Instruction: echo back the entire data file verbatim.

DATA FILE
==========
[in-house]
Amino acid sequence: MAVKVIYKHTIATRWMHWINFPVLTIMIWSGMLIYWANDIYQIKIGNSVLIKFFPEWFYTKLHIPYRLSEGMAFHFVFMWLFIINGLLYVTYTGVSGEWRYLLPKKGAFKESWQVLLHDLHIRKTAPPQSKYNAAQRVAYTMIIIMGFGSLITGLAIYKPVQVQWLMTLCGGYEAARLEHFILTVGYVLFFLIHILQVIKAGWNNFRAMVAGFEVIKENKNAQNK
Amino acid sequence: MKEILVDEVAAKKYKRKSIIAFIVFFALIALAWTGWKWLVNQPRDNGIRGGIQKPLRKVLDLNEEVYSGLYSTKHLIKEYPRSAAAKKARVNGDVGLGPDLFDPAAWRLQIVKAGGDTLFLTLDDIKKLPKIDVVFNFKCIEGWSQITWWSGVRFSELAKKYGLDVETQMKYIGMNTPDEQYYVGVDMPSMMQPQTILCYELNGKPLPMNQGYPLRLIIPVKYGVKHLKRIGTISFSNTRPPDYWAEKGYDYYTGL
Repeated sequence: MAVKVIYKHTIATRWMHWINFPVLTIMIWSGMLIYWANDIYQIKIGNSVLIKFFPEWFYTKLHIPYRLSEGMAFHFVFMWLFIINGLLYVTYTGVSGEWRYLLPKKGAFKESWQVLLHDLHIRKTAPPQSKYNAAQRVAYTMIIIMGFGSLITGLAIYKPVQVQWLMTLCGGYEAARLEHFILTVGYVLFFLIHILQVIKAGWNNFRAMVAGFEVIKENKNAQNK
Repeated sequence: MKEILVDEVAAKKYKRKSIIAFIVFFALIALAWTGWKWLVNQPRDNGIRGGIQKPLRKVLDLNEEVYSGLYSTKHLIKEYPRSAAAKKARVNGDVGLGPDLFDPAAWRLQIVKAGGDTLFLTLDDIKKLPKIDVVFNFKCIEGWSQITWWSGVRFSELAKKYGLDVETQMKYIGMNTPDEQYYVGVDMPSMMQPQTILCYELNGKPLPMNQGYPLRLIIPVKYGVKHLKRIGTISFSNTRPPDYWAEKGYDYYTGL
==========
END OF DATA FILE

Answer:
[in-house]
Amino acid sequence: MAVKVIYKHTIATRWMHWINFPVLTIMIWSGMLIYWANDIYQIKIGNSVLIKFFPEWFYTKLHIPYRLSEGMAFHFVFMWLFIINGLLYVTYTGVSGEWRYLLPKKGAFKESWQVLLHDLHIRKTAPPQSKYNAAQRVAYTMIIIMGFGSLITGLAIYKPVQVQWLMTLCGGYEAARLEHFILTVGYVLFFLIHILQVIKAGWNNFRAMVAGFEVIKENKNAQNK
Amino acid sequence: MKEILVDEVAAKKYKRKSIIAFIVFFALIALAWTGWKWLVNQPRDNGIRGGIQKPLRKVLDLNEEVYSGLYSTKHLIKEYPRSAAAKKARVNGDVGLGPDLFDPAAWRLQIVKAGGDTLFLTLDDIKKLPKIDVVFNFKCIEGWSQITWWSGVRFSELAKKYGLDVETQMKYIGMNTPDEQYYVGVDMPSMMQPQTILCYELNGKPLPMNQGYPLRLIIPVKYGVKHLKRIGTISFSNTRPPDYWAEKGYDYYTGL
Repeated sequence: MAVKVIYKHTIATRWMHWINFPVLTIMIWSGMLIYWANDIYQIKIGNSVLIKFFPEWFYTKLHIPYRLSEGMAFHFVFMWLFIINGLLYVTYTGVSGEWRYLLPKKGAFKESWQVLLHDLHIRKTAPPQSKYNAAQRVAYTMIIIMGFGSLITGLAIYKPVQVQWLMTLCGGYEAARLEHFILTVGYVLFFLIHILQVIKAGWNNFRAMVAGFEVIKENKNAQNK
Repeated sequence: MKEILVDEVAAKKYKRKSIIAFIVFFALIALAWTGWKWLVNQPRDNGIRGGIQKPLRKVLDLNEEVYSGLYSTKHLIKEYPRSAAAKKARVNGDVGLGPDLFDPAAWRLQIVKAGGDTLFLTLDDIKKLPKIDVVFNFKCIEGWSQITWWSGVRFSELAKKYGLDVETQMKYIGMNTPDEQYYVGVDMPSMMQPQTILCYELNGKPLPMNQGYPLRLIIPVKYGVKHLKRIGTISFSNTRPPDYWAEKGYDYYTGL